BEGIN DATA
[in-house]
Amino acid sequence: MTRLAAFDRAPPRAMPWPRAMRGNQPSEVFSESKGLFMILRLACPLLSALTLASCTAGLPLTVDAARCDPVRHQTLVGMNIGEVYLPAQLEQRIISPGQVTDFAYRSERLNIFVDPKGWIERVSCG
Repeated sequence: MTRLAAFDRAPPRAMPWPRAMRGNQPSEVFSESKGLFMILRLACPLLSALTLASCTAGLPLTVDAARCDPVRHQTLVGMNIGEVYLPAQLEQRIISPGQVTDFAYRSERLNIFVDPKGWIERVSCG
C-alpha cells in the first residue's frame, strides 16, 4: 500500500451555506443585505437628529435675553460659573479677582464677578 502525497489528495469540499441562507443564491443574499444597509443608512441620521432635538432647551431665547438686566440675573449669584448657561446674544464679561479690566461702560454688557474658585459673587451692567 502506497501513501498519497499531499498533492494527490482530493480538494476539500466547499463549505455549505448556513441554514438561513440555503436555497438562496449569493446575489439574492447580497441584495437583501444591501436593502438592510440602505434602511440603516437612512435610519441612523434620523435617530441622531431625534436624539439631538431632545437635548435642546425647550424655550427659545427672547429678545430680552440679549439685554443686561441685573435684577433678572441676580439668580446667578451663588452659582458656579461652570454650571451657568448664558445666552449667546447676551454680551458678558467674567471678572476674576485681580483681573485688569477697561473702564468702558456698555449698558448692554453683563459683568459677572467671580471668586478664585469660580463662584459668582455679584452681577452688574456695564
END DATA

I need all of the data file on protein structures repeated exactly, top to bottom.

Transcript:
[in-house]
Amino acid sequence: MTRLAAFDRAPPRAMPWPRAMRGNQPSEVFSESKGLFMILRLACPLLSALTLASCTAGLPLTVDAARCDPVRHQTLVGMNIGEVYLPAQLEQRIISPGQVTDFAYRSERLNIFVDPKGWIERVSCG
Repeated sequence: MTRLAAFDRAPPRAMPWPRAMRGNQPSEVFSESKGLFMILRLACPLLSALTLASCTAGLPLTVDAARCDPVRHQTLVGMNIGEVYLPAQLEQRIISPGQVTDFAYRSERLNIFVDPKGWIERVSCG
C-alpha cells in the first residue's frame, strides 16, 4: 500500500451555506443585505437628529435675553460659573479677582464677578 502525497489528495469540499441562507443564491443574499444597509443608512441620521432635538432647551431665547438686566440675573449669584448657561446674544464679561479690566461702560454688557474658585459673587451692567 502506497501513501498519497499531499498533492494527490482530493480538494476539500466547499463549505455549505448556513441554514438561513440555503436555497438562496449569493446575489439574492447580497441584495437583501444591501436593502438592510440602505434602511440603516437612512435610519441612523434620523435617530441622531431625534436624539439631538431632545437635548435642546425647550424655550427659545427672547429678545430680552440679549439685554443686561441685573435684577433678572441676580439668580446667578451663588452659582458656579461652570454650571451657568448664558445666552449667546447676551454680551458678558467674567471678572476674576485681580483681573485688569477697561473702564468702558456698555449698558448692554453683563459683568459677572467671580471668586478664585469660580463662584459668582455679584452681577452688574456695564